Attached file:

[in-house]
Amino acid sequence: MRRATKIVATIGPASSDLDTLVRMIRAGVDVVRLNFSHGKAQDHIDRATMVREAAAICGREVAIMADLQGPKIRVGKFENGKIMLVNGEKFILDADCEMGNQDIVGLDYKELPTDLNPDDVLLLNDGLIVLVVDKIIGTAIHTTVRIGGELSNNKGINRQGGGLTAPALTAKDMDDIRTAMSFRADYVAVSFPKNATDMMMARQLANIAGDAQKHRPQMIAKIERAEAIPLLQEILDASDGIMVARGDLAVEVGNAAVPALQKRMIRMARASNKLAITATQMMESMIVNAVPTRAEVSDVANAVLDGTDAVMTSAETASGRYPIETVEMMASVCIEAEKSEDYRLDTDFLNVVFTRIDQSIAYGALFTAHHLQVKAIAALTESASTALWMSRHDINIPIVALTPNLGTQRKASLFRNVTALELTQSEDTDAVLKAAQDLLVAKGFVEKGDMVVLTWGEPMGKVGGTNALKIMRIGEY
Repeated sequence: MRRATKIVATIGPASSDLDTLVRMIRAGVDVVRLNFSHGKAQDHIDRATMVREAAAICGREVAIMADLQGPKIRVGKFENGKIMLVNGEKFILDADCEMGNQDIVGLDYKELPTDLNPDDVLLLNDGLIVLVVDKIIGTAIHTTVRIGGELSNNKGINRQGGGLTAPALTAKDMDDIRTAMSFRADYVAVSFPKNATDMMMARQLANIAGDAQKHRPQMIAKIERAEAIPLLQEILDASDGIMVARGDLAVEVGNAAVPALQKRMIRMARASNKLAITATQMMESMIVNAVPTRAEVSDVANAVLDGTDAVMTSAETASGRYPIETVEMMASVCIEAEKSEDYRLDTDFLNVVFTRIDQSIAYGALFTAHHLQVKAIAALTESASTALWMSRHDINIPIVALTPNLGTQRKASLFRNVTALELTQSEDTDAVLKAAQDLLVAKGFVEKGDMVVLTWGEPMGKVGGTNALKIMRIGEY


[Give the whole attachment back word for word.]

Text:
[in-house]
Amino acid sequence: MRRATKIVATIGPASSDLDTLVRMIRAGVDVVRLNFSHGKAQDHIDRATMVREAAAICGREVAIMADLQGPKIRVGKFENGKIMLVNGEKFILDADCEMGNQDIVGLDYKELPTDLNPDDVLLLNDGLIVLVVDKIIGTAIHTTVRIGGELSNNKGINRQGGGLTAPALTAKDMDDIRTAMSFRADYVAVSFPKNATDMMMARQLANIAGDAQKHRPQMIAKIERAEAIPLLQEILDASDGIMVARGDLAVEVGNAAVPALQKRMIRMARASNKLAITATQMMESMIVNAVPTRAEVSDVANAVLDGTDAVMTSAETASGRYPIETVEMMASVCIEAEKSEDYRLDTDFLNVVFTRIDQSIAYGALFTAHHLQVKAIAALTESASTALWMSRHDINIPIVALTPNLGTQRKASLFRNVTALELTQSEDTDAVLKAAQDLLVAKGFVEKGDMVVLTWGEPMGKVGGTNALKIMRIGEY
Repeated sequence: MRRATKIVATIGPASSDLDTLVRMIRAGVDVVRLNFSHGKAQDHIDRATMVREAAAICGREVAIMADLQGPKIRVGKFENGKIMLVNGEKFILDADCEMGNQDIVGLDYKELPTDLNPDDVLLLNDGLIVLVVDKIIGTAIHTTVRIGGELSNNKGINRQGGGLTAPALTAKDMDDIRTAMSFRADYVAVSFPKNATDMMMARQLANIAGDAQKHRPQMIAKIERAEAIPLLQEILDASDGIMVARGDLAVEVGNAAVPALQKRMIRMARASNKLAITATQMMESMIVNAVPTRAEVSDVANAVLDGTDAVMTSAETASGRYPIETVEMMASVCIEAEKSEDYRLDTDFLNVVFTRIDQSIAYGALFTAHHLQVKAIAALTESASTALWMSRHDINIPIVALTPNLGTQRKASLFRNVTALELTQSEDTDAVLKAAQDLLVAKGFVEKGDMVVLTWGEPMGKVGGTNALKIMRIGEY